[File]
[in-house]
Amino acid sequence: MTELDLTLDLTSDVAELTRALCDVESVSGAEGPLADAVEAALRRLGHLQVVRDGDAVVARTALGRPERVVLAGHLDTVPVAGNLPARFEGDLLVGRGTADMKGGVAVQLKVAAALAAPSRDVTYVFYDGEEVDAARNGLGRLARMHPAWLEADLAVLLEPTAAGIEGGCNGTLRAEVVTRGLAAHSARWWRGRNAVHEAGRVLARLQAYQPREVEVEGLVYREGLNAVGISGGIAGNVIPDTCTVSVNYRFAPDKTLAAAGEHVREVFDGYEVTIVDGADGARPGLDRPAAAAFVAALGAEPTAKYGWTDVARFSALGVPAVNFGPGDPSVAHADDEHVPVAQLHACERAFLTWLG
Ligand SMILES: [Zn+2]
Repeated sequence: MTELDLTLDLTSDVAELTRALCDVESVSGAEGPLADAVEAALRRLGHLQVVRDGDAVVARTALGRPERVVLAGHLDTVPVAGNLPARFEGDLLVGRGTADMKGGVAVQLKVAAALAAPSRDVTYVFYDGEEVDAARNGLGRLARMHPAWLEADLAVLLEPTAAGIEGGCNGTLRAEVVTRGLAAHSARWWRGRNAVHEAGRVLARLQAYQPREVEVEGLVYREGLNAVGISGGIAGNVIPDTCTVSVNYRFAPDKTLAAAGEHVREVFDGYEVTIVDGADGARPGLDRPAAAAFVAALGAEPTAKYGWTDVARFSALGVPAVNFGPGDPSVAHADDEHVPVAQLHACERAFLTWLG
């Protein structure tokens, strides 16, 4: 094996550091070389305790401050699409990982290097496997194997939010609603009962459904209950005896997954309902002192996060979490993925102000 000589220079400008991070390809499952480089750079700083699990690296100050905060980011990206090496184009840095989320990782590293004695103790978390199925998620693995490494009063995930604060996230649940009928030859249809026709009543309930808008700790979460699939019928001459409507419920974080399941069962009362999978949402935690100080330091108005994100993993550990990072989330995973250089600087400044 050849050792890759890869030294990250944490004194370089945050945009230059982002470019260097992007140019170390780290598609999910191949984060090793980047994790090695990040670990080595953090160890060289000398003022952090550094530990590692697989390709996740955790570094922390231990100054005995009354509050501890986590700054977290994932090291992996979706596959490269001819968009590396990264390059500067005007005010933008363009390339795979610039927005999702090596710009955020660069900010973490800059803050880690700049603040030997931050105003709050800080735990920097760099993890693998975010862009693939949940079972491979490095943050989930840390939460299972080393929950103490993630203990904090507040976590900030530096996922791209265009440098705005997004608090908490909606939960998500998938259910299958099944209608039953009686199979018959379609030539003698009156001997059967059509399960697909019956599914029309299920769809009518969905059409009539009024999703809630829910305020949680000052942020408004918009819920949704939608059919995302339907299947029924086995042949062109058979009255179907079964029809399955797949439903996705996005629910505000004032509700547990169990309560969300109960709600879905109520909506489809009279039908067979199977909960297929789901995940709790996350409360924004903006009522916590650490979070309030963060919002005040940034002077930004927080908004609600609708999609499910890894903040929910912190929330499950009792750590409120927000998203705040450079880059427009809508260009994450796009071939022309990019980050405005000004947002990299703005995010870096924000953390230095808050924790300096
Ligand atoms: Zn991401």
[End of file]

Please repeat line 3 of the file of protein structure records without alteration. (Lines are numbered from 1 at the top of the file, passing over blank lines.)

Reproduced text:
Ligand SMILES: [Zn+2]